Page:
In a previous study, laterocavernous sinus was found enclosed in the lateral wall of CS in 24.1% of the cases.  In the present study, laterocavernous sinus was found in 16.1% of the cases with CCFs. LCS drains itself principally into SPS or PP as well as communicates with CS in two situations either through a large opening in the posterior aspect of the lateral wall of CS or through small en passant connections located in the medial layer of the lateral wall of CS. If there is no communication existing between the two structures, in the majority of cases, LCS can be considered as an independent venous pathway running parallel to CS, representing one of the main variants in the drainage pattern of SMCV. Four basic drainage pathways have been described for LCS:  1) towards the ipsilateral transverse sinus via SPS; 2) towards the pterygoid plexus via openings in the floor of the middle cranial fossa; 3) towards the posterior aspect of CS; and 4) towards the basal vein of Rosenthal via uncal vein.
The angiographic anatomy of LCS
Angiographically, LCS is readily identified on the anteroposterior projection as a slit-like structure draining SMCV towards any of the above-mentioned terminations.  LCS is the outermost venous structure of the laterosellar region, separated from the lateral compartment of CS by the inner dural layer of the lateral wall of CS. This inner layer may be seen as a thin vertical opacification defect between LCS and the lateral compartment of CS when these venous spaces are visible together. Two anatomic situations must be considered to understand these different patterns of opacification: 1) simultaneous opacification occurs when LCS and CS communicate via large anastomotic channels or when LCS terminates into the posterior aspect of CS; 2) LCS and CS are completely separated or communicate with small en passant connections.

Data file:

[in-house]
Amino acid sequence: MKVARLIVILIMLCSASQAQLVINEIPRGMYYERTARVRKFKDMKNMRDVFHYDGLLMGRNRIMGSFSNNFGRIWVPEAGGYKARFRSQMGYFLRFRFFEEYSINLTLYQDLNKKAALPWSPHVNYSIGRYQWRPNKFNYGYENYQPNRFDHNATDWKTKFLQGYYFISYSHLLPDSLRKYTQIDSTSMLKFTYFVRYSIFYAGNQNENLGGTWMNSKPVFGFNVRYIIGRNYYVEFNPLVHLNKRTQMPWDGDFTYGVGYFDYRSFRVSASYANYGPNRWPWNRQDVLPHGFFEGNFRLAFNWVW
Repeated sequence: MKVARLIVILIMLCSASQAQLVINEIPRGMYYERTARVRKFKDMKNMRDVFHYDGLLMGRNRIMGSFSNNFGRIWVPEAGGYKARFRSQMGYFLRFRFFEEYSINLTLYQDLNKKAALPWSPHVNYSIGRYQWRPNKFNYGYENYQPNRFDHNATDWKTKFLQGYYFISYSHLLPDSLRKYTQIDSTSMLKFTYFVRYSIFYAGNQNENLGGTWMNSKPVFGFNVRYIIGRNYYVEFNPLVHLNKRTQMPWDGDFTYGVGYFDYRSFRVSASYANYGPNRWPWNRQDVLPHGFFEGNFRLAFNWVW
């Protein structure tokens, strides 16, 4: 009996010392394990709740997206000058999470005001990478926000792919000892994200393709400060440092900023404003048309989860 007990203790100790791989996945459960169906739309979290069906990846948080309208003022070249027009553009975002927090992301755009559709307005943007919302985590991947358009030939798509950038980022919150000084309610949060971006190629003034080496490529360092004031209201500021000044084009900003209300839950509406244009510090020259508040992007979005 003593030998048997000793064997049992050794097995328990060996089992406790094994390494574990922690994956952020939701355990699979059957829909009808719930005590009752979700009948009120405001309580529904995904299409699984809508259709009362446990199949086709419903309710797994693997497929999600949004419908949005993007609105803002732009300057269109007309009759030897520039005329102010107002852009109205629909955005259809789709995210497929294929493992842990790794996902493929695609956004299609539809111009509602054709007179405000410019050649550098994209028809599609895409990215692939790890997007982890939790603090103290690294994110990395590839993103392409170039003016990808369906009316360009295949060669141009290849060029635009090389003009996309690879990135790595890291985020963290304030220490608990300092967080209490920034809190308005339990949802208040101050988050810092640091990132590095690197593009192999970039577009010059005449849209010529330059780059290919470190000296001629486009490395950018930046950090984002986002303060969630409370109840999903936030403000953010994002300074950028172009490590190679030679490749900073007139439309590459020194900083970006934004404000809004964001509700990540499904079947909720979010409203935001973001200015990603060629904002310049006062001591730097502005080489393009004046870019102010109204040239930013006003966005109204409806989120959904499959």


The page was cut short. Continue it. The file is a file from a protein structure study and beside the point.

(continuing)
The primitive tentorial sinus, which drains cortical blood coming from SMCV, migrates medially towards CS region at the time of formation of the lateral wall of CS, during the eighth week of gestation.  Depending on the extent of migration and subsequent formation of anastomoses between the tentorial sinus and CS, three adult SMCV drainage patterns may result: , 1) it terminates into the anterosuperior aspect of CS, seen in 19.5% of patients in a previous study; 2) it courses as an LCS enclosed within the lateral wall of CS, seen in 34% of their patients; or 3) it follows a more lateral trajectory within the dural floor of the middle cranial fossa, where it takes the name of paracavernous sinus, seen in 46.5% of their patients.